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How the tea parties really began in Durango

Letter from Jeanne W. Englert

Water – May 2001 – Colorado Central Magazine

Dear Ed,

In the April edition, you did a magnificent job of explaining the history of the Colorado Water Conservancy District law and its ramifications, as well as the recent attempts to hold elections for directors, using a difficult, unsatisfactory, and cumbersome method — although it’s admittedly better than what the folks in the West Divide WCD tried to do in the ’80s.

You did make a mistake or two. You say there are 45 of these WCD special districts in Colorado. It’s close to 50 of them now, but even the state Department of Local Affairs, which supposedly oversees their activities, could never be sure. I still get a chuckle remembering when I was there perusing the Department’s files.

The Department of Local Affairs had attempted to find a district by sending a certified letter — with return receipt address requested. It was returned, stamped “addressee unknown.” But eventually Local Affairs did locate that district; its one-page budget had $12,000 for the district’s lawyer, whose office, the district’s “office,” was located on the second floor of a bank building, $8,000 for a water engineer, and $400 for weather modification.

This isn’t water development. This is a clever way for an attorney to get the local property taxpayers to pay his overhead. And he isn’t the only one to capitalize on that. Some other water conservancy districts have similar situations.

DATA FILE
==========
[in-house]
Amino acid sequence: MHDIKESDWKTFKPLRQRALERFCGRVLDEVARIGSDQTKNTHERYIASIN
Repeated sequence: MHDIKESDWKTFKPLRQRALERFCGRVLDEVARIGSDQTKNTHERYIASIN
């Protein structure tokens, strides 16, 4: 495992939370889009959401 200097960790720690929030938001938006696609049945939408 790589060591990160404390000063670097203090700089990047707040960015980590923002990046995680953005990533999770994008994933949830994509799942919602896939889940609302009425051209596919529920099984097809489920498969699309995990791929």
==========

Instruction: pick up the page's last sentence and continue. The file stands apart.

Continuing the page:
You wrote flattering stuff about me in the article about the courts’ role in appointing directors. Though for the most part, it’s well-deserved praise, I must correct you.

You give me credit for the first tea party grassroots folks staged to protest “no taxation without representation.” The credit for the idea and original execution goes to the TAR (Taxpayers for the Animas River) Babies in Durango, who dumped a symbolic box of tea off the 23rd Street bridge.

TAR’s chairman, Lew Matis, was dressed in a judge’s robe and an 18th-century wig our Fort Lewis College political science professor member Jim Decker supplied him. (When not teaching and dam fighting, Decker was also involved in local community theater.) Lew read our manifesto of grievances.

I was, however, instrumental in the next wave of tea parties, done on April 15, tax day. The Friends of the Poudre (Northern Colorado WCD) had a bullhorn, great slogans on signs, got in a raft at Horsetooth Reservoir, then dumped grass clippings into it lest they be accused of polluting Ft. Collins’s water supply, though I didn’t think a few tea bags would do any harm. (Probably could have dumped some politically correct herbal tea.) They got a full-page color photo on the front page of the Rocky Mountain News.

The Clear Creek folks were also great. They got both Channels 2 and 4 there at the turn-off to Central City. The Gilpin county commissioner who officiated wore her Campfire Girls garb, which we all admired, and we dumped our tea into Clear Creek twice because Channel Four was late.

I do wish you had given personal recognition to Richard Hamilton for his tireless efforts at the Legislature to get elected WCD boards, but I understand space considerations. Most of the minor reforms you describe can be directly attributed to Hamilton plus he did the legwork to form the Park County Center of Colorado Water Conservancy District to fight Aurora’s water grabs.

Jeanne W. Englert